Very good article by Rick Wilson
June 23, 2005
· Americans are taking economic hits from all directions
American workers got an overall pay cut last year for the first time in 14 years. Wages increased by just 2.5 percent, while prices increased by 2.7 percent. The pay cuts happened despite an economy that grew by 4 percent last year, higher than the 3 percent historical average.
Although the pie is growing, the share going to workers is getting smaller. According to the Los Angeles Times, while real wages fell, “corporate profits hit record highs as companies got more productivity out of workers while keeping pay raises down.”
The same paper reports that “For now, workers’ wallets are being pummeled by something of a perfect storm of economic forces: a weak job market, rising health insurance premiums and inflationary pressures.”
It’s a different story for CEO's of major corporations. A study by the Wall Street Journal reports that “the median salary and bonus for chief executives in office at least two years soared by 14.5 percent last year to $2,470,600.” The increase is the largest since the study began in 1989.
It’s even better if you're the CEO of a major oil company. Now that’s a shock. Who could have seen that one coming? The Center for American Progress reports that oil company CEO's as a group were the highest paid executives in 2004, with compensation packages, not including stock options, of $16.6 million. That’s an increase of 109 percent over the previous year.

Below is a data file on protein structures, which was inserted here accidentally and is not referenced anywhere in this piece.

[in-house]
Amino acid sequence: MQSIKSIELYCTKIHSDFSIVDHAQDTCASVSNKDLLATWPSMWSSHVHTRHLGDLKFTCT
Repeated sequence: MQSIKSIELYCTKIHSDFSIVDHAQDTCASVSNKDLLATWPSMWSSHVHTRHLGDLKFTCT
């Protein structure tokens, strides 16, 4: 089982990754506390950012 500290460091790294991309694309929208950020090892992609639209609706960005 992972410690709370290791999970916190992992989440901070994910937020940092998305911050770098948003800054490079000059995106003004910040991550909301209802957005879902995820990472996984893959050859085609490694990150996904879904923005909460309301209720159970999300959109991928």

Perhaps not entirely coincidentally, at this writing, average gas prices are around $2.30 per gallon, up 49 cents from last year.
Here’s something to make you feel warm and fuzzy when you pay for your next fill-up using an installment plan: we can at least take comfort in the fact that gas prices didn't go up as far and as fast as the pay of oil company CEO's.
I guess that’s the Bush administration’s version of shared sacrifice during wartime.
In the same spirit, the administration and its allies in Congress are pushing for drastic cuts in vital programs in order to pay for even more tax giveaways for the rich. This Robin Hood in reverse policy is more important to these people than education for children, training for displaced workers, or police and fire protection for communities.
Also on the chopping block is the earned income tax credit (EITC), which benefits hardworking families — including tens of thousands of military families. Every year, the EITC lifts millions of children out of poverty. In the most recent year for which we have numbers, the EITC helped more than 139,000 West Virginia families and brought almost $233 million to the state’s economy.
And after grandstanding about the tragic case of Medicaid beneficiary Terry Schiavo, the same extreme Republicans in Congress who did the posturing now have the gall to propose cutting billions from the program that can literally make the difference between life and death for millions of Americans, including over 373,883 West Virginians.
Holy hypocrisy, Batman!
This country urgently needs a new direction, one in which the common good of all is at least — or even almost — as important as the private profits of a privileged few. If that sounds a little radical, it’s pretty mild compared with the Preamble of the Constitution, which talks about things like forming a more perfect union, establishing justice, insuring domestic tranquility, providing for the common defense, and promoting the general welfare.
And the folks at the top might want to consider taking the advice of Shakespeare’s King Lear: “Take physic, pomp; Expose thyself to feel what wretches feel, That thou mayst shake the superflux to them And show the heavens more just.”
**Wilson, executive director of a West Virginia social action group, is a Gazette contributing columnist.
Friday, June 24, 2005
Very good article by Rick Wilson